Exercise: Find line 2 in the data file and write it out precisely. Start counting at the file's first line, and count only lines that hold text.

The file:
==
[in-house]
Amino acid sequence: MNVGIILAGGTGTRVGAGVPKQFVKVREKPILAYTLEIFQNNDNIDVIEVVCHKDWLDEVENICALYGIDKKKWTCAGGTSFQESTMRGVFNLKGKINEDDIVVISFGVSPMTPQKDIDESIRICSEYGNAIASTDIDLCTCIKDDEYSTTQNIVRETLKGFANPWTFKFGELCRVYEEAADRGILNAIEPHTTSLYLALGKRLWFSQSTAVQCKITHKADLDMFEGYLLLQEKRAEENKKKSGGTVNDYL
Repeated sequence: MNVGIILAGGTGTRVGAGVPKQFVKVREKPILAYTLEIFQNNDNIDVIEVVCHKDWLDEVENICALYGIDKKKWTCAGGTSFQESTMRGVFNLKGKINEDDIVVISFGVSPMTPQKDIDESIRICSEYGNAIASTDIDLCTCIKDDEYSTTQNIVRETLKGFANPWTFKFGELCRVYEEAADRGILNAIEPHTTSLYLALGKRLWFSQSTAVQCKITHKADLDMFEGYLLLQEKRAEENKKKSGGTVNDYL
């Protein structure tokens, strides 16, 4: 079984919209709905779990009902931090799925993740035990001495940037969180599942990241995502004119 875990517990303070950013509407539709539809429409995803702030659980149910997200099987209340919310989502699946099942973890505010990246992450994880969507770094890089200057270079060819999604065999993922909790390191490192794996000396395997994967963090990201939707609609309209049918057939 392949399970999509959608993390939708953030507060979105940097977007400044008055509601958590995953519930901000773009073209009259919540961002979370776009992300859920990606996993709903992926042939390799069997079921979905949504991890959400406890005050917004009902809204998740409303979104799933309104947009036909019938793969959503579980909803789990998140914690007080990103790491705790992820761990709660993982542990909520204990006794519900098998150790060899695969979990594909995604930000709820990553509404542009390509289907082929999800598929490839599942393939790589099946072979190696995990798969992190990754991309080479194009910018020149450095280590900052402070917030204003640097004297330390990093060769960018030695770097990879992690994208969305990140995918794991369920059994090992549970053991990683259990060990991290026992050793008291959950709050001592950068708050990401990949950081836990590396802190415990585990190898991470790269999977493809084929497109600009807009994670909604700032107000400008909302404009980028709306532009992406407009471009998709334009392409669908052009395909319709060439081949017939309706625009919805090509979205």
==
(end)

Amino acid sequence: MNVGIILAGGTGTRVGAGVPKQFVKVREKPILAYTLEIFQNNDNIDVIEVVCHKDWLDEVENICALYGIDKKKWTCAGGTSFQESTMRGVFNLKGKINEDDIVVISFGVSPMTPQKDIDESIRICSEYGNAIASTDIDLCTCIKDDEYSTTQNIVRETLKGFANPWTFKFGELCRVYEEAADRGILNAIEPHTTSLYLALGKRLWFSQSTAVQCKITHKADLDMFEGYLLLQEKRAEENKKKSGGTVNDYL